Walsh’s first Knicks team finished with a record of 32-50, worse than three of the five Knicks squads that Isiah oversaw.  But Walsh’s job was never about 2009 and, unlike Isiah, he immediately proved willing to accept that short term failure was a necessary and acceptable side effect of true progress.  To this end, it is undeniable that the poker-faced Bronx native has moved a dysfunctional franchise in the right direction, but his advances have not come without missteps.  That these mistakes have come with little popular backlash is cause for gratitude to Isiah – critics of Walsh would be far more vocal had his hiring not come on the heels of such unmitigated failure.

    If Walsh’s patience and indecipherability are his greatest qualities in negotiation, they may also be his best assets in avoiding the kind of criticism that is typicaly heaped upon New York pro sports executives by media and fans.  His stern demeanor and unshakable calm suggest to observers, even at moments of seeming misjudgment, that he knows more about the situation than they do and so deserves their trust.  A move-by-move analysis of Walsh’s Knicks tenure reveals a well-reasoned overall plan that has been tarnished by some truly baffling decisions.  With the belief that the moves a general manager doesn’t make are as important as the moves he does make, I offer this chronological assessment of Walsh’s first season-plus on the job:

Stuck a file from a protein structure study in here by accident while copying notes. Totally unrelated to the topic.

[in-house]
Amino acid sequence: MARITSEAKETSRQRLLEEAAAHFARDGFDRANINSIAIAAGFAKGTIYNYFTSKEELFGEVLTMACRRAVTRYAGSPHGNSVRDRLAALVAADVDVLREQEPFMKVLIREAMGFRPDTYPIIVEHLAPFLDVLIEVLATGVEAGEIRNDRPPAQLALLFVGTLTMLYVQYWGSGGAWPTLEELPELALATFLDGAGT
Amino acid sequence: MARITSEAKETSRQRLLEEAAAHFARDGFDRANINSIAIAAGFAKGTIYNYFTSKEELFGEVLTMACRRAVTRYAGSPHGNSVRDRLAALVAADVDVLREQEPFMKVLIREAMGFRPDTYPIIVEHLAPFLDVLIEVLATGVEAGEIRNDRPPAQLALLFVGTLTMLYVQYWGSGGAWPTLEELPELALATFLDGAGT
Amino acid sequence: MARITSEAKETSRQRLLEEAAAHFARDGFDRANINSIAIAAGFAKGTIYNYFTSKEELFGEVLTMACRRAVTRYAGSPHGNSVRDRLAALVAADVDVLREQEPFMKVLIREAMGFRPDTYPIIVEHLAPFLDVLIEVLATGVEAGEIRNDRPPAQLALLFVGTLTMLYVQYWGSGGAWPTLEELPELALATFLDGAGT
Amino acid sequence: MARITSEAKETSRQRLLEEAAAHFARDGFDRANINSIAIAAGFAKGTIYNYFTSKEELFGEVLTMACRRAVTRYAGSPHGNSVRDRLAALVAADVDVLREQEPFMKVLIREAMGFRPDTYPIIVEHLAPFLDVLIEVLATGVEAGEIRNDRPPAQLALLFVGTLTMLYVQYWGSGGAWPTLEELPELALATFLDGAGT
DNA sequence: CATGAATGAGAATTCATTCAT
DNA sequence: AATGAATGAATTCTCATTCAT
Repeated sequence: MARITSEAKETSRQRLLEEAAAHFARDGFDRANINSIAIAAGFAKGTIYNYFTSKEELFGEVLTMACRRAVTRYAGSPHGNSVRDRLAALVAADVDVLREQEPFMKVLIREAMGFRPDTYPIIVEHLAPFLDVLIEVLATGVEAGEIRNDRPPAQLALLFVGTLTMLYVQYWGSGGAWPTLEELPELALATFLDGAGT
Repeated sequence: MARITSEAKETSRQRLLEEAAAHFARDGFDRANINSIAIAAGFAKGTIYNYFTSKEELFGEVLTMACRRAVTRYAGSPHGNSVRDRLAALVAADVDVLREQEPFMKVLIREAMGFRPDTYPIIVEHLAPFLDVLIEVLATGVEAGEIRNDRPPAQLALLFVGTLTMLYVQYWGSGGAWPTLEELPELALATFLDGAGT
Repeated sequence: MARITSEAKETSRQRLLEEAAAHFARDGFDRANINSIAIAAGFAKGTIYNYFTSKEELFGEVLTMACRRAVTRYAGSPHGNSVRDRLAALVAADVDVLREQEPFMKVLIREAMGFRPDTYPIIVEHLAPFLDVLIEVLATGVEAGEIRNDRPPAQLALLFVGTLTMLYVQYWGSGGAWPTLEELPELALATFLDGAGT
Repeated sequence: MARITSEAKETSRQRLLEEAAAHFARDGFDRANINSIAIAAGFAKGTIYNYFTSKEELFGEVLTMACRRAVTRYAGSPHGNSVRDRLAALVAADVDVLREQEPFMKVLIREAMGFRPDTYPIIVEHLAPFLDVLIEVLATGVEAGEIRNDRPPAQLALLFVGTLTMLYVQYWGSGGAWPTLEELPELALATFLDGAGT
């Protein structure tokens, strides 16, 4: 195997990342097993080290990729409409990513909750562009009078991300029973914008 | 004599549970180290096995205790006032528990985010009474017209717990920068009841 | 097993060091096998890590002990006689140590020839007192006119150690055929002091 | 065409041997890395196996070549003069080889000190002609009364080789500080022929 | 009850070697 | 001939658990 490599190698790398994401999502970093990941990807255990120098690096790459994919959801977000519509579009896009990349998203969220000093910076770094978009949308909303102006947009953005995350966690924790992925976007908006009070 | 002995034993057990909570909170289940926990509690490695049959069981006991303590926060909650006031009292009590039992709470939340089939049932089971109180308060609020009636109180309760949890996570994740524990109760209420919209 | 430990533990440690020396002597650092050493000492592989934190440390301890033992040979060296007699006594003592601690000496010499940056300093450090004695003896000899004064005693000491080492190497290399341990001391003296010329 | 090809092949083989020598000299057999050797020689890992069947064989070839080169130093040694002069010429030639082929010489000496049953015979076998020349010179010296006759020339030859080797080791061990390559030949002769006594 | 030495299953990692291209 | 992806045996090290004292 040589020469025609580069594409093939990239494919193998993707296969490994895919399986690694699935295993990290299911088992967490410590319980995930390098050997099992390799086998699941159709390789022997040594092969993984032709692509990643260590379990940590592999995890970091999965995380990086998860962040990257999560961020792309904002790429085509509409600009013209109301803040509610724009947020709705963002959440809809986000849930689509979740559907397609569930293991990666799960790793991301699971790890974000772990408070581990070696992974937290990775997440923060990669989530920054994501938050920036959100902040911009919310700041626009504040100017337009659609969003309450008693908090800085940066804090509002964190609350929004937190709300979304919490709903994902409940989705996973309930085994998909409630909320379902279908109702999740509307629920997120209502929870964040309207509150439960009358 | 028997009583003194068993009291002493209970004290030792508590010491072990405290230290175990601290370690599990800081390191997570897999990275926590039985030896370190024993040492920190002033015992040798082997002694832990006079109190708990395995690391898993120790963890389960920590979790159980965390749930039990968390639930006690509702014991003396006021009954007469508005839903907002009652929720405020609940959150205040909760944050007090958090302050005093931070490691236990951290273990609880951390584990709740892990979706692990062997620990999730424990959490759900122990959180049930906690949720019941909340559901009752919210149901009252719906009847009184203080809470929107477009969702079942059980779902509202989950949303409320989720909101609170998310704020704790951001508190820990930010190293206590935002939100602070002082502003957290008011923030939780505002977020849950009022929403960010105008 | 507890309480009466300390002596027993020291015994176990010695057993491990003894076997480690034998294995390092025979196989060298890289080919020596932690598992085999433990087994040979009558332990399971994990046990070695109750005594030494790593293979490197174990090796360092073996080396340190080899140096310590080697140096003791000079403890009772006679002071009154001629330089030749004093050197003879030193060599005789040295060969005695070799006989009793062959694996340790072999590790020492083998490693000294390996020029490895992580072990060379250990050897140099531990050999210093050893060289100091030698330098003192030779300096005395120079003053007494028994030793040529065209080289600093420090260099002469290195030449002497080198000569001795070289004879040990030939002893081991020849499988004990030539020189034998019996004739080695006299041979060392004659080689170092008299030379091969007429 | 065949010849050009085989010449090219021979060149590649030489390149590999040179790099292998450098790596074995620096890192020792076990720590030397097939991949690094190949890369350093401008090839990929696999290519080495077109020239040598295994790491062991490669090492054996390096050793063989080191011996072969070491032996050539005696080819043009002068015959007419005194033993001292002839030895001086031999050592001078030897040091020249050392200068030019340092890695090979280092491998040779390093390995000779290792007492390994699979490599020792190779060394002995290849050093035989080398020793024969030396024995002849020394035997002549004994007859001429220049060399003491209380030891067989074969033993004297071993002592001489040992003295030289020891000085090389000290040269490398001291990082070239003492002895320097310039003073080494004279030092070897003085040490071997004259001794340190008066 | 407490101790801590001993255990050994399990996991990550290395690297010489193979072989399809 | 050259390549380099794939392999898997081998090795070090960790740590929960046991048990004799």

May 10, 2008: In his first, and thus far best, major move as Knicks president, Walsh signed Phoenix Suns coach Mike D’Antoni to a 4-year, $24 million contract.  D’Antoni’s hiring has resonated with fans (seen in the sense of pride that came with a prized coaching commodity choosing the Knicks over a handful of other suitors, as well as the entertaining brand of basketball to which they are treated each night), Knicks players (seen in the career years put up by David Lee, Al Harrington, Nate Robinson, Wilson Chandler, and, for the first 50 games, Chris Duhon), and players around the league (D’Antoni’s relationship with soon-to-be-max-contract-signers LeBron James, Dwyane Wade, Chris Bosh, and Kobe Bryant may prove to be his most important asset as the Knicks’ coach).

    Grade: A, and if LeBron’s affection for D’Antoni leads him to New York, it becomes an A-plus.